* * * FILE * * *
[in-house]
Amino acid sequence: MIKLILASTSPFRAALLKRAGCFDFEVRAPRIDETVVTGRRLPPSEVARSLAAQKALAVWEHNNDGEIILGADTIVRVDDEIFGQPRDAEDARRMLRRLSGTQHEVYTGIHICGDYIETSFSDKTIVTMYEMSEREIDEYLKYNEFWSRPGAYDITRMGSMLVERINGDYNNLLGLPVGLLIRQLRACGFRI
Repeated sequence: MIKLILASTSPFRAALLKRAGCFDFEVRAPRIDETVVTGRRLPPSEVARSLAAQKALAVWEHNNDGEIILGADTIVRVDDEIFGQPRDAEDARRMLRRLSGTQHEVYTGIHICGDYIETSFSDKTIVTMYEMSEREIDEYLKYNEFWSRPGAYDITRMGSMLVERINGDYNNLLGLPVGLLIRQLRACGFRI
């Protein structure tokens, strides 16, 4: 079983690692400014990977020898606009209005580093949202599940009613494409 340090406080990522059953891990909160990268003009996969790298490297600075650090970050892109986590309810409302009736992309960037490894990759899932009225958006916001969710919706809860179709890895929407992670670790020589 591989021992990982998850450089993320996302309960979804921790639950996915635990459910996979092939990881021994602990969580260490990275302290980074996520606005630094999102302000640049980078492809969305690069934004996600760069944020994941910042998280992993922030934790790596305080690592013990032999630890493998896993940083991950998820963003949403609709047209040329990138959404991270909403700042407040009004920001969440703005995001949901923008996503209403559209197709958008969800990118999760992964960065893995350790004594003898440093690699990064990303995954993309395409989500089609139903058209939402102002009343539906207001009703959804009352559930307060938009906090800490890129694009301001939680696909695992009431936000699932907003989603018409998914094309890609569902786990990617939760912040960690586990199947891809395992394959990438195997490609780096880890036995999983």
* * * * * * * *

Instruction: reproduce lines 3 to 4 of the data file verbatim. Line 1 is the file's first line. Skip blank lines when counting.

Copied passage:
Repeated sequence: MIKLILASTSPFRAALLKRAGCFDFEVRAPRIDETVVTGRRLPPSEVARSLAAQKALAVWEHNNDGEIILGADTIVRVDDEIFGQPRDAEDARRMLRRLSGTQHEVYTGIHICGDYIETSFSDKTIVTMYEMSEREIDEYLKYNEFWSRPGAYDITRMGSMLVERINGDYNNLLGLPVGLLIRQLRACGFRI
């Protein structure tokens, strides 16, 4: 079983690692400014990977020898606009209005580093949202599940009613494409 340090406080990522059953891990909160990268003009996969790298490297600075650090970050892109986590309810409302009736992309960037490894990759899932009225958006916001969710919706809860179709890895929407992670670790020589 591989021992990982998850450089993320996302309960979804921790639950996915635990459910996979092939990881021994602990969580260490990275302290980074996520606005630094999102302000640049980078492809969305690069934004996600760069944020994941910042998280992993922030934790790596305080690592013990032999630890493998896993940083991950998820963003949403609709047209040329990138959404991270909403700042407040009004920001969440703005995001949901923008996503209403559209197709958008969800990118999760992964960065893995350790004594003898440093690699990064990303995954993309395409989500089609139903058209939402102002009343539906207001009703959804009352559930307060938009906090800490890129694009301001939680696909695992009431936000699932907003989603018409998914094309890609569902786990990617939760912040960690586990199947891809395992394959990438195997490609780096880890036995999983």